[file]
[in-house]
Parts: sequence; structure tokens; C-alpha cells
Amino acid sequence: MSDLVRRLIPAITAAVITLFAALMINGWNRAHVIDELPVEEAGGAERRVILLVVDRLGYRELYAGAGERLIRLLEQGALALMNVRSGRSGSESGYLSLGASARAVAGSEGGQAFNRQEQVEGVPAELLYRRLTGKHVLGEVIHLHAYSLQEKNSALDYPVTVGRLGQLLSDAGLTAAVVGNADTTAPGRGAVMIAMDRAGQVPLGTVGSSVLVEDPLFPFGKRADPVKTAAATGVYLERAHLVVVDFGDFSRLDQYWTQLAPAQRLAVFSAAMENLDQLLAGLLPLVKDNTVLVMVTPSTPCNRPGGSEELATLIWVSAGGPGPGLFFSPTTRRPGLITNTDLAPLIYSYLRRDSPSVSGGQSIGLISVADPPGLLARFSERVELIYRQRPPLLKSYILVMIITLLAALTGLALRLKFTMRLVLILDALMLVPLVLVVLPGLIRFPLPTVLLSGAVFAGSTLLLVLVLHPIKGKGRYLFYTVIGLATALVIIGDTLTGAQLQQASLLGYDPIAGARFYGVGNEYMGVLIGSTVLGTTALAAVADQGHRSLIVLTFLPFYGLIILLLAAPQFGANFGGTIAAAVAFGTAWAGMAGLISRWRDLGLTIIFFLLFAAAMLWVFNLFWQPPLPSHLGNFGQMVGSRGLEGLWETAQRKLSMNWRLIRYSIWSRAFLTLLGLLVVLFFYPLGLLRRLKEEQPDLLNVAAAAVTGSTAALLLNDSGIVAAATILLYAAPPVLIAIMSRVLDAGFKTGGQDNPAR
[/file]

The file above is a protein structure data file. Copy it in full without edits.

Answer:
[in-house]
Parts: sequence; structure tokens; C-alpha cells
Amino acid sequence: MSDLVRRLIPAITAAVITLFAALMINGWNRAHVIDELPVEEAGGAERRVILLVVDRLGYRELYAGAGERLIRLLEQGALALMNVRSGRSGSESGYLSLGASARAVAGSEGGQAFNRQEQVEGVPAELLYRRLTGKHVLGEVIHLHAYSLQEKNSALDYPVTVGRLGQLLSDAGLTAAVVGNADTTAPGRGAVMIAMDRAGQVPLGTVGSSVLVEDPLFPFGKRADPVKTAAATGVYLERAHLVVVDFGDFSRLDQYWTQLAPAQRLAVFSAAMENLDQLLAGLLPLVKDNTVLVMVTPSTPCNRPGGSEELATLIWVSAGGPGPGLFFSPTTRRPGLITNTDLAPLIYSYLRRDSPSVSGGQSIGLISVADPPGLLARFSERVELIYRQRPPLLKSYILVMIITLLAALTGLALRLKFTMRLVLILDALMLVPLVLVVLPGLIRFPLPTVLLSGAVFAGSTLLLVLVLHPIKGKGRYLFYTVIGLATALVIIGDTLTGAQLQQASLLGYDPIAGARFYGVGNEYMGVLIGSTVLGTTALAAVADQGHRSLIVLTFLPFYGLIILLLAAPQFGANFGGTIAAAVAFGTAWAGMAGLISRWRDLGLTIIFFLLFAAAMLWVFNLFWQPPLPSHLGNFGQMVGSRGLEGLWETAQRKLSMNWRLIRYSIWSRAFLTLLGLLVVLFFYPLGLLRRLKEEQPDLLNVAAAAVTGSTAALLLNDSGIVAAATILLYAAPPVLIAIMSRVLDAGFKTGGQDNPAR